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manner, that he has been used to respect from others: the scholar that he lays claim to selfrespect and to a certain independence of opinion. The one has been accustomed to the best company; the other has passed his time in cultivating an intimacy with the best authors. There is nothing forward or vulgar in the behaviour of the one; nothing shrewd or petulant in the observations of the other, as if he should astonish the bye-standers, or was astonished himself at his own discoveries. Good taste and good sense, like common politeness, are, or are supposed to be, matters of course. One is distinguished by an appearance of marked attention to every one present; the other manifests an habitual air of abstraction and absence of mind. The one is not an upstart with all the self-important airs of the founder of his own fortune; nor the other a self-taught man, with the repulsive self-sufficiency which arises from an ignorance of what hundreds have known before him. We must excuse perhaps a little conscious family-pride in the one, and a little harmless pedantry in the other.-As there is a class of the first character which sinks into the mere gentleman, that is, which has nothing but this sense of respectability and propriety to support it—so the character of a scholar not unfre
quently dwindles down into the shadow of a shade, till nothing is left of it but the mere book-worm. There is often something amiable as well as enviable in this last character. I know one such instance, at least. The person I mean has an admiration for learning, if he is only dazzled by its light. He lives among old authors, if he does not enter much into their spirit. He handles the covers, and turns over the page, and is familiar with the names and dates. He is busy and self-involved. He hangs like a film and cobweb upon letters, or is like the dust upon the outside of knowledge, which should not be rudely brushed aside. He follows learning as its shadow; but as such, he is respectable. He browzes on the husk and leaves of books, as the young fawn browzes on the bark and leaves of trees. Such a one lives all his life in a dream of learning, and has never once had his sleep broken by a real sense of things. He believes implicitly in genius, truth, virtue, liberty, because he finds the names of these things in books. He thinks that love and friendship are the finest things imaginable, both in practice and theory. The legend of good women is to him no fiction. When he steals from the twilight of his cell, the scene breaks upon him like an illuminated missal, and all the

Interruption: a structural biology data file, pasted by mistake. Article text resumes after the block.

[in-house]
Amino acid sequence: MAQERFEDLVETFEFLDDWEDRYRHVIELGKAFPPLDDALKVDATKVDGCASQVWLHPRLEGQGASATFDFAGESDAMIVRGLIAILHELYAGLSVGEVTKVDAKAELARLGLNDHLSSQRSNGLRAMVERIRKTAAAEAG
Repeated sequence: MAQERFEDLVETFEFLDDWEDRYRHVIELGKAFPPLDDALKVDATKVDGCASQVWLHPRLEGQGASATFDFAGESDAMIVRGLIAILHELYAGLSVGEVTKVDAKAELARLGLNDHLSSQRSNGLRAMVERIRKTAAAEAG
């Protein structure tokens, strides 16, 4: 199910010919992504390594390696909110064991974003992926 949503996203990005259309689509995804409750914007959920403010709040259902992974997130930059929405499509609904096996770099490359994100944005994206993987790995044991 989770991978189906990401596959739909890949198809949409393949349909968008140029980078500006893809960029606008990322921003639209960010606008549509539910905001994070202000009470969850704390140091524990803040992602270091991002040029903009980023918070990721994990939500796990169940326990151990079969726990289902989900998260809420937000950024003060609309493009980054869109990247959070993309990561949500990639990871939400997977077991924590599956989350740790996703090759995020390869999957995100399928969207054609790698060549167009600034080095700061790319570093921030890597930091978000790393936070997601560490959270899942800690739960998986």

people he sees are but so many figures in a camera obscura. He reads the world, like a favourite volume, only to find beauties in it, or like an edition of some old work which he is preparing for the press, only to make emendations in it, and correct the errors that have inadvertently slipt in. He and his dog Tray are much the same honest, simple-hearted, faithful, affectionate creatures—if Tray could but read! His mind cannot take the impression of vice: but the gentleness of his nature turns gall to milk. He would not hurt a fly. He draws the picture of mankind from the guileless simplicity of his own heart: and when he dies, his spirit will take its smiling leave, without having ever had an ill thought of others, or the consciousness of one in itself!